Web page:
Thursday, 18 March 2004

Len Deighton: Declarations of War (1971)

Edition: Panther, 1973 (Buy from Amazon)
Review number: 1229

This collection of short stories is the only one published by Deighton; I don't know of other, uncollected tales, so this seems to be something of an experiment in his output (as were several other books he published in the early seventies). As the title suggests, they are all war stories, though all of them have something a little unusual about them. The little twists include such ideas as having a story of air combat in the First World War, very much apparently in the style of W.E. Johns, turn out to be about the Germans. (This particular trick is repeated in another story as well, with the added element that student unrest in the thirties is used to evoke the student agitation of the late sixties.)

The stories are all very short, and they are constructed so that the twist is the most important aspect of every one of them (something more commonly considered a feature of science fiction than other genres - though writers like Frederick Forsyth do this frequently in the thriller). All that most of the stories do is set up the situation, then reveal the twist. This makes them a little short of space for characterisation and so they are filled with stereotypes.

The best story in the collection is the first one, It Must Have Been Two Other Fellows, which has a premise rather similar to the song I Remember It Well. Two men meet in a garage where one is working on his car in his spare time after the Second World War, and they recognise each other - they were together in a tank action in North Africa. Or were they? As they reminisce about it, it becomes clear that their memories of what happened are mutually contradictory. So the reader is left guessing whether they are remembering different, yet similar, events, their mutual recognition being a mistake; or whether the War was a time that neither remembers clearly, even its most exciting moments.

Generally, though, these stories are fun to read once and individually. They do pall a bit read all in one go, even though, as no prior publication details are given, the assumption is that they were intended to form part of this collection from their conception. They are too similar to feel inventive to anyone who reads all the way through, and I was left, as someone who has now read them twice, feeling that Deighton is a novelist trying a little too hard at the unfamiliar craft of short story writing.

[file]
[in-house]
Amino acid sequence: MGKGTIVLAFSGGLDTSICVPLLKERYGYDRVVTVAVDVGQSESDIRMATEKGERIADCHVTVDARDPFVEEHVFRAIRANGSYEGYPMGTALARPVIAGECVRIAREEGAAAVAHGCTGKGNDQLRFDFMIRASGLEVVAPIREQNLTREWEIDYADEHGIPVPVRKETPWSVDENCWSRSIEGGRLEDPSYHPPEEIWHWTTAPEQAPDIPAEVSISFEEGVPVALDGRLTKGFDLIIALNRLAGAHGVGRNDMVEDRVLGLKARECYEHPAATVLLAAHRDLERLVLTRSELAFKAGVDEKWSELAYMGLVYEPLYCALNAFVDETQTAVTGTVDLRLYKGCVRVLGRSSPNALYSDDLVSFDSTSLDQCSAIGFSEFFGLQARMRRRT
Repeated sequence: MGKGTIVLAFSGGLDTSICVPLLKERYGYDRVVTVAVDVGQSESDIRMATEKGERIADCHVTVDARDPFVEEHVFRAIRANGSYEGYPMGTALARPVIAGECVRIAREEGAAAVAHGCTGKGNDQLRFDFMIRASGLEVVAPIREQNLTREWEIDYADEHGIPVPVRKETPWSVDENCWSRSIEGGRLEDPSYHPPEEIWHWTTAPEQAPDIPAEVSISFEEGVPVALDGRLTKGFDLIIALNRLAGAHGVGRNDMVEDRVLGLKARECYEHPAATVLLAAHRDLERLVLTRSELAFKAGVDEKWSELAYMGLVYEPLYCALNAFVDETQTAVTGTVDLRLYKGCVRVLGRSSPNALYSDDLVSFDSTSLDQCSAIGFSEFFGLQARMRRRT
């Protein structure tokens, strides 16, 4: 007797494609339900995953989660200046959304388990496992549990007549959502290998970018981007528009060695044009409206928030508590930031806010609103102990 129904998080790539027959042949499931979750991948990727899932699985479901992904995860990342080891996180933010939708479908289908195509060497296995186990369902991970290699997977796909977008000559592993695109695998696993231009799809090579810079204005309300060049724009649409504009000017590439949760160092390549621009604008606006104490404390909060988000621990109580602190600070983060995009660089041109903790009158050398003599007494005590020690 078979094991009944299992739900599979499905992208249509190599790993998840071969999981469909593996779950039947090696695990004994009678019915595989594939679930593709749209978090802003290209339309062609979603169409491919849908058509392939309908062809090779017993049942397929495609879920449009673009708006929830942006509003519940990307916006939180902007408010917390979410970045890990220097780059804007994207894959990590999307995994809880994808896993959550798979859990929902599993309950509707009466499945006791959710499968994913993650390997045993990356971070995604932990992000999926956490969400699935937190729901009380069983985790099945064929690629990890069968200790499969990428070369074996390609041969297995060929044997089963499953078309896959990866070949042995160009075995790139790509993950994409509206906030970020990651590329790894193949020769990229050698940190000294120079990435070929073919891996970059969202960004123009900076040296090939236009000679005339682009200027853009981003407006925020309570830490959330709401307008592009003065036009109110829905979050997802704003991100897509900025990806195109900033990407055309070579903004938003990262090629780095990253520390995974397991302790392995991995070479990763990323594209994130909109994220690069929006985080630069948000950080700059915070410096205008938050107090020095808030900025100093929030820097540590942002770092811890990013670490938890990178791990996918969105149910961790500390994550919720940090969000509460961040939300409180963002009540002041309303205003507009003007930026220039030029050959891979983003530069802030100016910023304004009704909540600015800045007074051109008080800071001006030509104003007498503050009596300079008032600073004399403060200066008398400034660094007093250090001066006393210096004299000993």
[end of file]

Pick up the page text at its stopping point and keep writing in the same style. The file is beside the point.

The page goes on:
Wednesday, 17 March 2004

Mike Jay: The Air Loom Gang (2003)

Edition: Bantam, 2003
Review number: 1228

The most famously insane person of the eighteenth century was of course George III, one of the most celebrated madmen of all time. Yet his case is not as interesting in itself (rather than for who the patient was) as that of a contemporary Englishman, James Tilly Matthews. The turn of the nineteenth century was a pivotal time in the history of the treatment of the insane, as asyla began to be built which were more like hospitals than the prison-like buildings which preceded them, and the way in which Matthews was incarcerated turned out to be important in the precipitation of this change. Matthews' life and delusions are fascinating in themselves, as well as being unusually well documented (this fact meaning that he is one of the first cases where psychologists have been able to attempt to make a modern diagnosis).

The Matthews case basically begins, as does Jay's book, with a disturbance at the Houses of Parliament. Matthews interrupted the closing stages of a debate in the early 1790s, the one which lead to the declaration of war with revolutionary France, by shouting out "Treason!" from the Visitors' Gallery. He was led away and committed to Bethlem Hospital, the place that is the origin of the term "Bedlam". He remained there for a couple of decades until just before his death. His delusions were principally that a secret organisation was using a device called an "Air Loom" to control people's thoughts and precipitate a war between France and Britain. The really odd thing is that Matthews had actually been involved in secret negotiations with the revolutionary government, so that his delusions had some basis in reality. That of course was not acknowledged by the British government of the time.

So many elements come together in the Matthews case that it is easy to see why Jay chose him as the subject of his book. He has responded to the story with a book which is exciting as well as fascinating. In places it even seems as though it is a historical thriller rather than a non-fictional narrative. (It reminded me of "steampunk" novels, like K.W. Jeter's Infernal Devices, for example; this is partly because of the science fiction resonances of the air loom device.) The Air Loom Gang is very highly recommended; wonderfully written, engrossing.

Wednesday, 10 March 2004

Iain M. Banks: Excession (1997)

Edition: Orbit, 1997 (Buy from Amazon)